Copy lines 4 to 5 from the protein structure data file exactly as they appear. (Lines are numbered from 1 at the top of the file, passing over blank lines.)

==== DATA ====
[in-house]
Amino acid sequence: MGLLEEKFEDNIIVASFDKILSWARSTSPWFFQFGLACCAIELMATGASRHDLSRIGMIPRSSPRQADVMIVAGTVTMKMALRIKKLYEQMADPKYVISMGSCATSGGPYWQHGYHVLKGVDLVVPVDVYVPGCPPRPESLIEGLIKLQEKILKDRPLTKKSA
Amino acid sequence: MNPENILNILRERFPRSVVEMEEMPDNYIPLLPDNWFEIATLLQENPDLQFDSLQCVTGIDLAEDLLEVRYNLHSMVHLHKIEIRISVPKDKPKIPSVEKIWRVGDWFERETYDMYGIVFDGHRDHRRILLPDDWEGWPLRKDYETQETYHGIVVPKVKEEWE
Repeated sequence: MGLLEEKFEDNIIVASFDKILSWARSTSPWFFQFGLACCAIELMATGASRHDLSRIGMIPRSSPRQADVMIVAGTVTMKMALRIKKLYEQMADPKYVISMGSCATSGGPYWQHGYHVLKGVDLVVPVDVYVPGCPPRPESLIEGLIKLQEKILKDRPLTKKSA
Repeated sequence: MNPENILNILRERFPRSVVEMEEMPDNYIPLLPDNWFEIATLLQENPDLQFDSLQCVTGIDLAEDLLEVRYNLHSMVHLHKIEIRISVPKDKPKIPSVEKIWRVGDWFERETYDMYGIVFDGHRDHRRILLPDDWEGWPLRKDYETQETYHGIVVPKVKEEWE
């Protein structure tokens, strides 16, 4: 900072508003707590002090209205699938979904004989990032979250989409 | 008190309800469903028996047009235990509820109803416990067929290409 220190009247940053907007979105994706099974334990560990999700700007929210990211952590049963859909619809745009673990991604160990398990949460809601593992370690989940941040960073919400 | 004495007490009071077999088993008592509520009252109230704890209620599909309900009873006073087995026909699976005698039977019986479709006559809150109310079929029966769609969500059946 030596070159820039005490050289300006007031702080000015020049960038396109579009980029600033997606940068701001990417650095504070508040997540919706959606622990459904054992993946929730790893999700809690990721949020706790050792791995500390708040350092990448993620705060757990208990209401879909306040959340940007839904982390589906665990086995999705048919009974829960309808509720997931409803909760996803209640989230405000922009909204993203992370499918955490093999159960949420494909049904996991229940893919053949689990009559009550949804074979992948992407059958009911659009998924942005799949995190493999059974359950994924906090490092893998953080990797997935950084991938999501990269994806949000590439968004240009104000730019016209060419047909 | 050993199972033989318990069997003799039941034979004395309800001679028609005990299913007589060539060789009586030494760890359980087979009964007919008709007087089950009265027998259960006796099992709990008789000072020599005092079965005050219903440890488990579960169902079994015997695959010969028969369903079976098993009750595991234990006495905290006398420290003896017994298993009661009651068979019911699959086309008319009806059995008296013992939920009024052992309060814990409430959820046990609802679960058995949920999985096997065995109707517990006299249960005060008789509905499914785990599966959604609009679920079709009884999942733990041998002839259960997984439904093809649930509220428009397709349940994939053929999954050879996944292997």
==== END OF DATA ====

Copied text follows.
Repeated sequence: MGLLEEKFEDNIIVASFDKILSWARSTSPWFFQFGLACCAIELMATGASRHDLSRIGMIPRSSPRQADVMIVAGTVTMKMALRIKKLYEQMADPKYVISMGSCATSGGPYWQHGYHVLKGVDLVVPVDVYVPGCPPRPESLIEGLIKLQEKILKDRPLTKKSA
Repeated sequence: MNPENILNILRERFPRSVVEMEEMPDNYIPLLPDNWFEIATLLQENPDLQFDSLQCVTGIDLAEDLLEVRYNLHSMVHLHKIEIRISVPKDKPKIPSVEKIWRVGDWFERETYDMYGIVFDGHRDHRRILLPDDWEGWPLRKDYETQETYHGIVVPKVKEEWE